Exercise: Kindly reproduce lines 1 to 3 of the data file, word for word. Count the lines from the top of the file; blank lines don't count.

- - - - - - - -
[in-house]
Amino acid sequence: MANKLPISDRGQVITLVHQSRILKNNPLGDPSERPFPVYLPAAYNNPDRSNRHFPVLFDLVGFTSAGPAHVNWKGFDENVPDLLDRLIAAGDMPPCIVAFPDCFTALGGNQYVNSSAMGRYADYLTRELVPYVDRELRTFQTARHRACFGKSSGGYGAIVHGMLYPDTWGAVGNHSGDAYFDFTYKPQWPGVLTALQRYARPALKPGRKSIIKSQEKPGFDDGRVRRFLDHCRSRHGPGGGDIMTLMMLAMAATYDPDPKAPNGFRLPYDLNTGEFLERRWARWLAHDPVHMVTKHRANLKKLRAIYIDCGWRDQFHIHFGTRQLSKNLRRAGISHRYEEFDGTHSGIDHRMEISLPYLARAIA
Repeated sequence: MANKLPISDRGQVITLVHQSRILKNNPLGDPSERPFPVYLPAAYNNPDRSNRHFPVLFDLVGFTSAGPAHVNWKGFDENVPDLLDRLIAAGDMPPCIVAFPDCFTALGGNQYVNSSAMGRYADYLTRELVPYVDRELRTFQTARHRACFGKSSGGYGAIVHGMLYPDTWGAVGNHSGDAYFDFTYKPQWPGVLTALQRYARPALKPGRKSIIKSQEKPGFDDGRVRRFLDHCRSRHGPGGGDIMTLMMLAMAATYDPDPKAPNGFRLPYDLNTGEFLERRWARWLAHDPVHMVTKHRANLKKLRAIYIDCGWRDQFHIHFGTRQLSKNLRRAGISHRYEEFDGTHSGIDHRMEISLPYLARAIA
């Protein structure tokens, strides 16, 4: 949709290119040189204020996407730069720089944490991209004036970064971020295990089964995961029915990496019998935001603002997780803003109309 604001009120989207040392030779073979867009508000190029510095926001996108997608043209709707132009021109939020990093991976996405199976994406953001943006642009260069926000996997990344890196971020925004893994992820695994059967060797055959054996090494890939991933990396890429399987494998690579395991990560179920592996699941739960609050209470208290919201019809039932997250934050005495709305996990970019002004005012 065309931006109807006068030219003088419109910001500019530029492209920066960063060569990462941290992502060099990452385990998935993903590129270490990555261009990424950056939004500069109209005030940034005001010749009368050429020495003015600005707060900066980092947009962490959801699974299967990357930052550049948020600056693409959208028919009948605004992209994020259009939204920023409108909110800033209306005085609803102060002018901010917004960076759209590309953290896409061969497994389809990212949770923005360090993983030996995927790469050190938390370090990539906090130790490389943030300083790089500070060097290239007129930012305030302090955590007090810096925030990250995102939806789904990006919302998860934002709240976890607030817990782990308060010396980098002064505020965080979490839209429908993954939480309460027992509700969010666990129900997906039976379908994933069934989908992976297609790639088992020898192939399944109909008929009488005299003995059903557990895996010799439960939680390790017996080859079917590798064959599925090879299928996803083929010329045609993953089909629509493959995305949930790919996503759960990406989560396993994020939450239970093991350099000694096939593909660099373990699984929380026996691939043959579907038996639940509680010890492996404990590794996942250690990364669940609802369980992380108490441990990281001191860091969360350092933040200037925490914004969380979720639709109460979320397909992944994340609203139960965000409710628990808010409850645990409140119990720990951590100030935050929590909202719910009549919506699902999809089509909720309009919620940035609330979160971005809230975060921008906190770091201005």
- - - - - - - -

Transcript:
[in-house]
Amino acid sequence: MANKLPISDRGQVITLVHQSRILKNNPLGDPSERPFPVYLPAAYNNPDRSNRHFPVLFDLVGFTSAGPAHVNWKGFDENVPDLLDRLIAAGDMPPCIVAFPDCFTALGGNQYVNSSAMGRYADYLTRELVPYVDRELRTFQTARHRACFGKSSGGYGAIVHGMLYPDTWGAVGNHSGDAYFDFTYKPQWPGVLTALQRYARPALKPGRKSIIKSQEKPGFDDGRVRRFLDHCRSRHGPGGGDIMTLMMLAMAATYDPDPKAPNGFRLPYDLNTGEFLERRWARWLAHDPVHMVTKHRANLKKLRAIYIDCGWRDQFHIHFGTRQLSKNLRRAGISHRYEEFDGTHSGIDHRMEISLPYLARAIA
Repeated sequence: MANKLPISDRGQVITLVHQSRILKNNPLGDPSERPFPVYLPAAYNNPDRSNRHFPVLFDLVGFTSAGPAHVNWKGFDENVPDLLDRLIAAGDMPPCIVAFPDCFTALGGNQYVNSSAMGRYADYLTRELVPYVDRELRTFQTARHRACFGKSSGGYGAIVHGMLYPDTWGAVGNHSGDAYFDFTYKPQWPGVLTALQRYARPALKPGRKSIIKSQEKPGFDDGRVRRFLDHCRSRHGPGGGDIMTLMMLAMAATYDPDPKAPNGFRLPYDLNTGEFLERRWARWLAHDPVHMVTKHRANLKKLRAIYIDCGWRDQFHIHFGTRQLSKNLRRAGISHRYEEFDGTHSGIDHRMEISLPYLARAIA